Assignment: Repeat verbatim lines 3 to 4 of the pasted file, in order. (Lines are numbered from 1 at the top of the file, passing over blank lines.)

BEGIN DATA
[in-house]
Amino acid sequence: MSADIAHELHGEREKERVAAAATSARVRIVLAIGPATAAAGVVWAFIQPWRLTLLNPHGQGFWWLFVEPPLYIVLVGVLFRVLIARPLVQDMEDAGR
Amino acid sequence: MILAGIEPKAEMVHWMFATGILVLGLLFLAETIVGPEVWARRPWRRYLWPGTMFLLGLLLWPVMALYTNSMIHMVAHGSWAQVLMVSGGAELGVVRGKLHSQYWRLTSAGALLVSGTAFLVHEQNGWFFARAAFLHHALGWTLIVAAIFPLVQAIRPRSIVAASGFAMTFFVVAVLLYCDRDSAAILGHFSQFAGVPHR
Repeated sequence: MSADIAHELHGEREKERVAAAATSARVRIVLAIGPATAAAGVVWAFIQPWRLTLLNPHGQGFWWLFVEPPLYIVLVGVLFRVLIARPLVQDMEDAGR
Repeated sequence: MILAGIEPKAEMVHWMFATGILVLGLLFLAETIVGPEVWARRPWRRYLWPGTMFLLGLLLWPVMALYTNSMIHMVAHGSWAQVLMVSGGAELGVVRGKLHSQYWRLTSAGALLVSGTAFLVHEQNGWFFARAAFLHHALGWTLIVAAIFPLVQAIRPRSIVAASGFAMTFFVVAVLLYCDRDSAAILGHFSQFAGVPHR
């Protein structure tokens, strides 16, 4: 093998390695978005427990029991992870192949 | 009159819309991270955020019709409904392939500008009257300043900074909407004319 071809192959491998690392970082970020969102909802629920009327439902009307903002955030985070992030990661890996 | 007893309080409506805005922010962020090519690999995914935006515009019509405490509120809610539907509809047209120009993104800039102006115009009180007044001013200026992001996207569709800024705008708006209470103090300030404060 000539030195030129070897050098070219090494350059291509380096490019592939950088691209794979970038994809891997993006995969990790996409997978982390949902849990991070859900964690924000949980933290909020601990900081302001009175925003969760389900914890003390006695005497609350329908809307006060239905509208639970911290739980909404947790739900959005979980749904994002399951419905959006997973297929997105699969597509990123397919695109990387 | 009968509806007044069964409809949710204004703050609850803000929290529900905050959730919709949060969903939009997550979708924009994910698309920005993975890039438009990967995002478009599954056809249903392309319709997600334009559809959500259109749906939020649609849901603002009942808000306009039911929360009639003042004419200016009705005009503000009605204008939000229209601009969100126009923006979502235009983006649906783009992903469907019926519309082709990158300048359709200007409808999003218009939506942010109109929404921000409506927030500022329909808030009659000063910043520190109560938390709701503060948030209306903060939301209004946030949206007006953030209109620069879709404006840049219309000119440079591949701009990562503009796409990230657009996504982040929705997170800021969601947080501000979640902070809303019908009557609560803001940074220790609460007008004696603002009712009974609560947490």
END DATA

Amino acid sequence: MILAGIEPKAEMVHWMFATGILVLGLLFLAETIVGPEVWARRPWRRYLWPGTMFLLGLLLWPVMALYTNSMIHMVAHGSWAQVLMVSGGAELGVVRGKLHSQYWRLTSAGALLVSGTAFLVHEQNGWFFARAAFLHHALGWTLIVAAIFPLVQAIRPRSIVAASGFAMTFFVVAVLLYCDRDSAAILGHFSQFAGVPHR
Repeated sequence: MSADIAHELHGEREKERVAAAATSARVRIVLAIGPATAAAGVVWAFIQPWRLTLLNPHGQGFWWLFVEPPLYIVLVGVLFRVLIARPLVQDMEDAGR